> if my technique needs some work...
     
  3. hippy

    hippy Guest

    "Nick Payne" <[email protected]> wrote in message
    news:[email protected]
    > Like everything else, there's no substitute for practice. Find someone

    who's
    > a good descender and follow them down a winding descent, watching what

    they
    > do.


    Well, I did the same climb and descent last night and it felt
    infinately better. The climb was faster - which is always
    good, but I was most happy with the descent.
    I went from being the last rider down to being the rider
    who was out-sprinted at the bottom for 2nd place :)
    Basically, instead of hanging back and freaking out at
    each corner, braking too much, I simply followed the
    other guys down and stayed off the brakes as much as
    my chicken mentality would let me :)
    Twas most cool! Next week, now I know where the
    sprint finish is, I'm going for the win :)

    > where you don't think you're going to make it round the bend, just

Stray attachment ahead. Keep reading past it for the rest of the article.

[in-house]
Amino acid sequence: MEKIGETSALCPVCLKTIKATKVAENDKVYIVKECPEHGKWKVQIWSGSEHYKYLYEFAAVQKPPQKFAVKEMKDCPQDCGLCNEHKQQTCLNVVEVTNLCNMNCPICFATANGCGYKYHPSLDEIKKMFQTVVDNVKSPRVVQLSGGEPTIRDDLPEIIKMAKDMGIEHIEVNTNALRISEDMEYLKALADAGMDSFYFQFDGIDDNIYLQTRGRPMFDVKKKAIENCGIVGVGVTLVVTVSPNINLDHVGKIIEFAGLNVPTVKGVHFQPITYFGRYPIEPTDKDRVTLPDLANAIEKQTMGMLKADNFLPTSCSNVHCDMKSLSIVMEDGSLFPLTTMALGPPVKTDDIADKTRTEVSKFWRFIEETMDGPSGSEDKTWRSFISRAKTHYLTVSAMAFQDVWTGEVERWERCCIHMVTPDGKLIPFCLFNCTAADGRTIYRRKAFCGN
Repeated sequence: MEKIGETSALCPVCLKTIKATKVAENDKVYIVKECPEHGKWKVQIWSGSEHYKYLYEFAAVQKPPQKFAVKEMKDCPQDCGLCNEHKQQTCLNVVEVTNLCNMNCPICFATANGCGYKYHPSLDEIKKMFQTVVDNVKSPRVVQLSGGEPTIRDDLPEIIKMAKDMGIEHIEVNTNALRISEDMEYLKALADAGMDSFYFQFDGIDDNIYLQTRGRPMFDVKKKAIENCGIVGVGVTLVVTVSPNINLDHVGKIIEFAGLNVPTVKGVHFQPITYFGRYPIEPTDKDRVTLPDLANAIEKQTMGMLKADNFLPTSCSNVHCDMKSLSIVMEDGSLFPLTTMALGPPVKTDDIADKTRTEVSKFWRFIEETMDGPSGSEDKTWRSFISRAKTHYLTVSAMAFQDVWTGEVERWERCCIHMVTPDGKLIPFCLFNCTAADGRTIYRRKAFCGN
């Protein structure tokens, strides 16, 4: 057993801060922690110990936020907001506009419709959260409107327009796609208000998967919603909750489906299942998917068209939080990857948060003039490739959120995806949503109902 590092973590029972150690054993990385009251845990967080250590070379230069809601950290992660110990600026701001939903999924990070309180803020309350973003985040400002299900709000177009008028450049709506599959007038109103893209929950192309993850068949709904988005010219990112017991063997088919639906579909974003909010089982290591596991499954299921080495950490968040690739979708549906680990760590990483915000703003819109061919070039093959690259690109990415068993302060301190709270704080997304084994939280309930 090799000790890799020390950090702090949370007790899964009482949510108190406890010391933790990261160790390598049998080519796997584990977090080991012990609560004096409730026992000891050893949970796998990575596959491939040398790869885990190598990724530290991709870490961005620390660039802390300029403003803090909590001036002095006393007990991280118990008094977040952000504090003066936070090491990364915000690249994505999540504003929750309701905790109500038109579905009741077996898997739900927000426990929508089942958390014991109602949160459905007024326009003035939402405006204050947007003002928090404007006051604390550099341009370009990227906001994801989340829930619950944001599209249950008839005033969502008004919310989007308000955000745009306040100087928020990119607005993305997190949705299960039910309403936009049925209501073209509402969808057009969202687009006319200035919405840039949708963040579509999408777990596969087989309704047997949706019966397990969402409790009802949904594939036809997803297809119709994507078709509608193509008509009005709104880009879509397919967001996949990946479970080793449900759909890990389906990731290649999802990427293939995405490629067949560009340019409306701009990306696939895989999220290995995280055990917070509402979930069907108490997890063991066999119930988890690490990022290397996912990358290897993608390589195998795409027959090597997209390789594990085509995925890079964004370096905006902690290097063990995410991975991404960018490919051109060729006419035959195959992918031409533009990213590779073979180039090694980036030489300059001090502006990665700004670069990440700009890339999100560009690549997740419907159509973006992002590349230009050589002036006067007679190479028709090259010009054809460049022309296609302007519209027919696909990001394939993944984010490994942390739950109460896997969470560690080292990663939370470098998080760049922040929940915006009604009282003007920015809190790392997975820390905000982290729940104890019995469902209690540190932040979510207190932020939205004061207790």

lean the
    > bike more and hope. Odds are you'll make it round. And if you don't,

    you're
    > probably only going to lose some bark, which is a lot better than

    running
    > wide and hitting a car or a tree or a fence or whatever...


    I'm still trying to get over the fear of leaning. My first race I
    crashed due to not leaning to get around a corner - braked,
    felt I was going too fast, panicked and ran straight into the
    mountain, knocking myself out...
    I grew up on flat ground - adjusting to mountains will take a
    loooong time.

    Thanks for the input everyone!

    hippy
     
  4. till

    till Guest

    Duncan <[email protected]> wrote:
    >
    > On the road (motorbike and pushie) I lean my body to the inside of the
    > corner. This is because it reduces the amount the bike has to lean
    > and keeps the steering geometry and suspension (active or passive) in
    > it's best position.
    > It's much easier to do this if you can guarantee good surface and
    > don't have to worry about line changes.


    Im surprised your (motor)bike doesnt fall over during low speed turns,
    usually you lean out for low speed, and in for high speed turns.

    On a bike, you really dont have the weight of a motor, so into the
    corner is better.

    > Off road I have a tendancy to keep my body upright and lean the bike.
    > This is mainly so I can repsond quicker to bumps or line changes, the